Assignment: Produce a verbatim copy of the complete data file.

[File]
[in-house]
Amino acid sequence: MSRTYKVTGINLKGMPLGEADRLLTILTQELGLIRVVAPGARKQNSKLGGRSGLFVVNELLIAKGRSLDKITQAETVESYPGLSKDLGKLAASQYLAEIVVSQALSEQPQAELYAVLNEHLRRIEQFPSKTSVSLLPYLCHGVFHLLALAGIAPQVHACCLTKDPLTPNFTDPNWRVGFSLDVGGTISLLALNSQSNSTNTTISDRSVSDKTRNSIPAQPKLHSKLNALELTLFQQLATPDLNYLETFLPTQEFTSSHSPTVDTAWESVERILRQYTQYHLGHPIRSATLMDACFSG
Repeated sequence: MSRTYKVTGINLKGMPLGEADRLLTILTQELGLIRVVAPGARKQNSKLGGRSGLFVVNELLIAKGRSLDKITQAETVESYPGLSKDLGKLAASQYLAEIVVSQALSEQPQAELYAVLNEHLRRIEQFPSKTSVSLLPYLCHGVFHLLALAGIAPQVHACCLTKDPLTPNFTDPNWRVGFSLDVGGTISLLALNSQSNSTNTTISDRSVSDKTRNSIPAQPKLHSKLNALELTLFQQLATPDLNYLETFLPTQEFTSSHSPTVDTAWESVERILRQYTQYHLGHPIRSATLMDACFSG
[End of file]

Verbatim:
[in-house]
Amino acid sequence: MSRTYKVTGINLKGMPLGEADRLLTILTQELGLIRVVAPGARKQNSKLGGRSGLFVVNELLIAKGRSLDKITQAETVESYPGLSKDLGKLAASQYLAEIVVSQALSEQPQAELYAVLNEHLRRIEQFPSKTSVSLLPYLCHGVFHLLALAGIAPQVHACCLTKDPLTPNFTDPNWRVGFSLDVGGTISLLALNSQSNSTNTTISDRSVSDKTRNSIPAQPKLHSKLNALELTLFQQLATPDLNYLETFLPTQEFTSSHSPTVDTAWESVERILRQYTQYHLGHPIRSATLMDACFSG
Repeated sequence: MSRTYKVTGINLKGMPLGEADRLLTILTQELGLIRVVAPGARKQNSKLGGRSGLFVVNELLIAKGRSLDKITQAETVESYPGLSKDLGKLAASQYLAEIVVSQALSEQPQAELYAVLNEHLRRIEQFPSKTSVSLLPYLCHGVFHLLALAGIAPQVHACCLTKDPLTPNFTDPNWRVGFSLDVGGTISLLALNSQSNSTNTTISDRSVSDKTRNSIPAQPKLHSKLNALELTLFQQLATPDLNYLETFLPTQEFTSSHSPTVDTAWESVERILRQYTQYHLGHPIRSATLMDACFSG